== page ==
Shared Histories (BOOK REVIEW)

Oct 24, 20184 Issue, Stories

By Jane Stevenson


Shared Histories: Witsuwit’en-Settler Relations in Smithers, British Columbia, 1913-1973 (Creekstone Press, 2018) by Tyler McCreary documents an important time in our history and offers a refreshingly honest view of the First Nation and settler relationship: the good, the bad and the heartbreaking.

I was aware of some of this history as I have spent many hours deep in the archival collections of museums throughout northwest British Columbia. I have learned about the graves pushed aside by the Grand Trunk Pacific Railway and the farmland usurped by the Soldier Settlement Board, and I have read about the brave settlers and stoic surveyors who were bold enough to carve out homes in our landscape.

I am so grateful to McCreary for carefully documenting both the Witsuwit’en and settler histories and generously sharing these stories.

The author successfully covers “the intersection of settler dreams and Witsuwit’en reality” between 1913 and 1973 in northwestern British Columbia, from the founding of the railway town of Smithers to a time of more recent memory. While the book focuses on a distinct region, the complex relationship between the First Nations and the settlers that is reviewed and chronicled in careful detail could apply to many areas across Canada.

As a historical researcher and writer, I recognize the need for this history book on our shelves, in our homes and in our collective minds. So much of the history of Indigenous-settler relations is lost as older generations pass away and this book, the merged history of both communities, ensures not only that the stories are documented, but also that readers will learn and become aware of the historical landscape in which they live. Shared Histories enables a deeper connection to our past and a better understanding of our home.

Illustrating Shared Histories are maps, drawings and high-quality photographs from archives, museums and from local family photo albums, all impeccably sourced and credited. The book has an attractive format, with frequent sidebars featuring interesting quotes and lengthy photo descriptions. A pleasure to read, it is content rich and visually appealing.

Shared Histories contains textbook-style references, such as comprehensive chapter end notes and a detailed index, that reinforce to the reader that the content of the book has been sourced and vetted. These references are also invaluable to readers who wish to learn further and track down another source or book to continue their education. Both an academic deep dive into original source material and a presentation of more recent personal narratives, this book is educating and enjoyable.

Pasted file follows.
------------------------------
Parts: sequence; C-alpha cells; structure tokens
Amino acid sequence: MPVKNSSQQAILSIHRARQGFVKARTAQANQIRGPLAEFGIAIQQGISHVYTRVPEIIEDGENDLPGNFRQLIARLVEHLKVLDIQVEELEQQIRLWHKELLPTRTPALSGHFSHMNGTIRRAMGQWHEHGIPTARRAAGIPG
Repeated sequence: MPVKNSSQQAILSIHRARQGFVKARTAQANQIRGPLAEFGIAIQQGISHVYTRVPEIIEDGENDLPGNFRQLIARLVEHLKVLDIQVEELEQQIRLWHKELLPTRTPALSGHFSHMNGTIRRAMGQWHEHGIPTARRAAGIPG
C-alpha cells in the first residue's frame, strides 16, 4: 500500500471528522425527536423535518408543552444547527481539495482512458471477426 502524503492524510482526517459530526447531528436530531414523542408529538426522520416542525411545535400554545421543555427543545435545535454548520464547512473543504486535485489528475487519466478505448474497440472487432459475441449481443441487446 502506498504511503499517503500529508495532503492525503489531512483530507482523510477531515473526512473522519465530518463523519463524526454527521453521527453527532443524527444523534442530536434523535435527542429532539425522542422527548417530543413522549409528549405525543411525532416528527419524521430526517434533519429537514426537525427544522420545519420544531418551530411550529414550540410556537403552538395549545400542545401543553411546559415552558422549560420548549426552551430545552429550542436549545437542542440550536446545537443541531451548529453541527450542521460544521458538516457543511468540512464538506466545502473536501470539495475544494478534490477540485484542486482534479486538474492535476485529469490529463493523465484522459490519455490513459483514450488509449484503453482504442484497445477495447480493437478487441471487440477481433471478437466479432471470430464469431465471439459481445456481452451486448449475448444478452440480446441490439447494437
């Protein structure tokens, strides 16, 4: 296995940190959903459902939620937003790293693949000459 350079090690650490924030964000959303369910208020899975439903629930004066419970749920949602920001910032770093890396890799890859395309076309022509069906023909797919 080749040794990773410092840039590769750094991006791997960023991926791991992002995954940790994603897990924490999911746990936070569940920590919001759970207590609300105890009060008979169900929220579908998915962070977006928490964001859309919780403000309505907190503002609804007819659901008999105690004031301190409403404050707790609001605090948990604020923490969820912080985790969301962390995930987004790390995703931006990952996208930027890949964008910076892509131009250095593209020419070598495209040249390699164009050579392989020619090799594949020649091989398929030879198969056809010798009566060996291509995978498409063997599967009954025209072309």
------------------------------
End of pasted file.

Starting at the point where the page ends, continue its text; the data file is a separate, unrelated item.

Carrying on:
Both an academic deep dive into original source material and a presentation of more recent personal narratives, this book is educating and enjoyable.

McCreary credits the team of citizens, archivists, researchers, reviewers and proofreaders that enabled and assisted his years of research and made Shared Histories the high-quality resource it is. He acknowledges that the book was made a reality thanks to proactive former leaders in both the settler and Witsuwit’en communities and the ongoing commitment of a large network of people who wanted this history to be shared with a wider audience.

McCreary and those that shared their personal histories are to be praised for their generosity. The people in this book, the First Nation families and the settler families alike, show a high level of trust to share their stories. The author, his research team and the guiding committee members are to be commended for what must have been extensive relationship building to get this book off the ground.

Thank you to all involved for lifting these stories out of local hearts and homes, from being told around a kitchen table to being collectively contained on the pages of this book so that readers can bring this history home, read it, learn from it and, as the title states, share the history.

Jane Stevenson was born in Newfoundland, raised in Kitimat and has called Smithers, BC home for just over 18 years. She has written two historical nonfiction books, The Railroader's Wife and A Trail of Two Telegraphs. Her fiction has been published in journals across Canada and she is currently working on a novel set in Kitimat in the 1950s.